College Road Trip

Movie Information

The Story: An overprotective father takes his daughter on a 700-mile road trip to visit Georgetown University, during which things go awry and supposed hilarity ensues. The Lowdown: A frequently obnoxious, totally unfunny and ultimately pointless family comedy. Exactly what one might expect from a Martin Lawrence movie.
Genre: Family Road-Trip Comedy
Director: Roger Kumble
Starring: Martin Lawrence, Raven-Symoné, Donny Osmond, Eshaya Draper
Rated: G

I guess one thing can be said in defense of College Road Trip: At the very least, its title practices truth in advertising. I mean there are colleges and a road trip in the movie. Of course, one should also take into account that the words “funny,” “original” and/or “entertaining” are nowhere to be found in the title (then again, the silver lining is that neither are the words “big momma,” “bad boys” nor “runteldat”). The movie is exactly what you would expect from a G-rated Disney family comedy. It’s filled to the brim with recycled sitcom humor, and displays a complete lack of subtlety in exchange for the kind of ham-fisted mugging that would make Jerry Lewis blush.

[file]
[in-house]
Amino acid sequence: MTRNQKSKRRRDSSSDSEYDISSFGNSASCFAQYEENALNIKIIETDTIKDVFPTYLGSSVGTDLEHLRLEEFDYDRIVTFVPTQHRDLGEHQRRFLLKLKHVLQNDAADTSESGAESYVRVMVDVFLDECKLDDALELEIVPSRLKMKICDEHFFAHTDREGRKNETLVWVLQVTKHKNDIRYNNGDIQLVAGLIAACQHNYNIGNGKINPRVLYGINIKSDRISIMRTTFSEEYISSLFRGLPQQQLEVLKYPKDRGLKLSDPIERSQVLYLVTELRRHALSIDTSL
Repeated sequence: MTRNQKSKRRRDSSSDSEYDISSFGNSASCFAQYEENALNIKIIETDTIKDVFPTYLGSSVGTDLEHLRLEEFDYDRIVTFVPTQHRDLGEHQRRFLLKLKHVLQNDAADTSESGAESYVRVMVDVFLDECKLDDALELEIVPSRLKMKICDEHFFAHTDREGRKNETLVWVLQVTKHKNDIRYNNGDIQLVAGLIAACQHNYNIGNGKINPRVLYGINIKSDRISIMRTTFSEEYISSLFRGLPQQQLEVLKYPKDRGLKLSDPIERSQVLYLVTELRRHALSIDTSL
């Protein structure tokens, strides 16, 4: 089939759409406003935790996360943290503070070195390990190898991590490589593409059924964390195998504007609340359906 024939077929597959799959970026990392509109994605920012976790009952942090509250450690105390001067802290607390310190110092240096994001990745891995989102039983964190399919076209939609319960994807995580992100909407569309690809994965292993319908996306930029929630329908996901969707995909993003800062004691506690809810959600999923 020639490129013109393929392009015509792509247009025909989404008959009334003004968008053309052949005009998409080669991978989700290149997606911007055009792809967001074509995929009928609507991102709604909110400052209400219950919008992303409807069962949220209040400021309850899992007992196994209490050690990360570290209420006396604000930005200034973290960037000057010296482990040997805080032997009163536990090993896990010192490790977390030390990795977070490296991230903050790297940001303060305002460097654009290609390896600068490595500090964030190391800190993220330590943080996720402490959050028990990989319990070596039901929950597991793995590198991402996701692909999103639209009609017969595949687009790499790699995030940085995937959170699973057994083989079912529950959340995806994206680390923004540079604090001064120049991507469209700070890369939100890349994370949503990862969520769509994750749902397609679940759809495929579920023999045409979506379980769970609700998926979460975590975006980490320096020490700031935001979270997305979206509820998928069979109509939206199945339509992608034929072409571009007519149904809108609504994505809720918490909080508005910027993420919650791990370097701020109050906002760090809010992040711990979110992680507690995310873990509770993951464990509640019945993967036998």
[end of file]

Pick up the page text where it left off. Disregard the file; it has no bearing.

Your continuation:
The plot is simple. Martin Lawrence plays Police Chief James Porter, whose daughter, Melanie (Raven-Symoné, TV’s That’s So Raven), is about to graduate high school. Instead of allowing Melanie to choose her own school, dear old dad is possessive to the point of neurosis, and plans on her attending Northwestern since its only 28 minutes away. James’ over-protectiveness is handled as just some sort of cute personality quirk, when in reality the man seems to be suffering from some sort of deep mental disturbance. Not only does he break into a house to spy on his daughter, forbid her from drinking coffee because caffeine is a “drug,” and manipulate and guilt-trip the girl throughout the entire movie, this is a man who keeps a bookcase full of videotapes of his daughter. All this is creepy enough, but he also has a son (newcomer Eshaya Draper) who he barely pays attention to. I guess even pops realizes the kid—along with his chess-playing pet pig we’re told has been bred by the youngster as part of a race of super swine created to protect the nation (don’t ask)—is just around for comic relief.